Hunx Without His Punx
Seth Bogart of Hunx And His Punx now has his own solo project with his debut album Seth Bogart. Bogart does not go too wildly in any direction away from what he has done in the past, but this solo album does help reveal what he is able to create when he can stretch on his own.
Seth Bogart begins with “Hollywood Squares.” Scratchy with a heavy bass line, it has a throwback element back to the era of early video games. While the music keeps up a really upbeat and catchy pop tune, the lyrics hint more towards the negative influences of what it means to be “Hollywood” and also what it means to revolt against it. “Eating Makeup” follows a similar formula of keeping it upbeat with musical content while commenting through Kathleen Hanna’s voice the obsessive build up of makeup for women. To help break up these social commentaries and bubblegum pop, “Forgotten Fantazy” slows the album up with its more mellow beat to help support the breakup message in it. Songs like “Lubed” and “Flurt,” though, bring the album back to its bubbly upbeat pace without becoming too introspective.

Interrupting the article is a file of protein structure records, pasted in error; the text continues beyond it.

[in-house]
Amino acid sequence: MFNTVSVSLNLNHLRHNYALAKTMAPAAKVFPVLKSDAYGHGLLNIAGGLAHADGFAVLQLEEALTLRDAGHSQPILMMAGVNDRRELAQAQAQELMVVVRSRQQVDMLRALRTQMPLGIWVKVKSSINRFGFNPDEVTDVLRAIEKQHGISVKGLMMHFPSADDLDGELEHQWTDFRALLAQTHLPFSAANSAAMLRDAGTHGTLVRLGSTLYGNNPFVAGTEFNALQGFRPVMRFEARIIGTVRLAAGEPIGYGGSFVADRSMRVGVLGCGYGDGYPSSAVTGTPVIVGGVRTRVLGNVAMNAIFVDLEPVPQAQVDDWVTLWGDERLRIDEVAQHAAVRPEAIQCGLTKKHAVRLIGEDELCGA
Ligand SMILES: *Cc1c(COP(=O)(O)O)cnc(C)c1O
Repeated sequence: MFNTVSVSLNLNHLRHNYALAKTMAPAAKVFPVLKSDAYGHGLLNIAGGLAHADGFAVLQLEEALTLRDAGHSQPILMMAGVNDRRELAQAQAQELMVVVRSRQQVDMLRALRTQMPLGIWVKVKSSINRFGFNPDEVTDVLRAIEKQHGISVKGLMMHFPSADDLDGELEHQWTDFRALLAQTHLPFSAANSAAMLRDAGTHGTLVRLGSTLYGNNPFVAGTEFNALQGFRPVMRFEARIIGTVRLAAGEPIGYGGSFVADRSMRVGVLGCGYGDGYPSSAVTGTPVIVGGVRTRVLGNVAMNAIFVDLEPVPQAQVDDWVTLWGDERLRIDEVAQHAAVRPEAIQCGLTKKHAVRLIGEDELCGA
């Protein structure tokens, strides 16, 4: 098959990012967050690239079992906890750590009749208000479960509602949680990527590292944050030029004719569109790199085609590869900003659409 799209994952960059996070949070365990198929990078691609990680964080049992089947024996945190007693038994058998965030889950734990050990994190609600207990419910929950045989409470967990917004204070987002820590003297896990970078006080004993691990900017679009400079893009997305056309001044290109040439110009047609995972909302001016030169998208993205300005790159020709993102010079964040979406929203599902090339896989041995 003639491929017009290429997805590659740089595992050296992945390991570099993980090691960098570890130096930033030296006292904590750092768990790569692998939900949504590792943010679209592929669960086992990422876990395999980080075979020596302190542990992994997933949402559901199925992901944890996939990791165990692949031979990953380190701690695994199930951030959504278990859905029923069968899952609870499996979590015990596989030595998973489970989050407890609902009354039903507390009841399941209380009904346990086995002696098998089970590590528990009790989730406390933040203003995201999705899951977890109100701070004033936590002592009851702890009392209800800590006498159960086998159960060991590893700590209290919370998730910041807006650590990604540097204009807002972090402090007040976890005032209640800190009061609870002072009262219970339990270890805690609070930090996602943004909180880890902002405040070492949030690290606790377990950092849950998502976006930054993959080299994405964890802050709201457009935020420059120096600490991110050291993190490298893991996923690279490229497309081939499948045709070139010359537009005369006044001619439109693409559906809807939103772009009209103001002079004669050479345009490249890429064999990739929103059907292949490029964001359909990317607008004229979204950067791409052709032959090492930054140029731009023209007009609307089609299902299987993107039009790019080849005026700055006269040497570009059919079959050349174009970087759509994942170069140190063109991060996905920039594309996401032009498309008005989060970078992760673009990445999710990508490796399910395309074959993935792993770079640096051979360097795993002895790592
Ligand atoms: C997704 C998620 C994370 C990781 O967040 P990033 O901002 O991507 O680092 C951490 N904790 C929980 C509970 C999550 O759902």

Seth Bogart has a lot happening in each of its songs, each playing out their own full-length stories. The songs also go back and forth between being either a commentary on pop culture and having a straight forward pseudo-80s throwback (even the album art helps push this). When the commentary is happening, like in “Eating Makeup,” everything melds together; the music fits the commentary and the commentary is relatable, relevant and does not try to overextend itself. When the focus shifts back over to the ’80s nostalgia, though, the lyrics enter an unfortunate repetitive loop and even the music itself becomes less layered and textured. A little bit of a shaky solo album, but not anything that Bogart cannot bounce back from.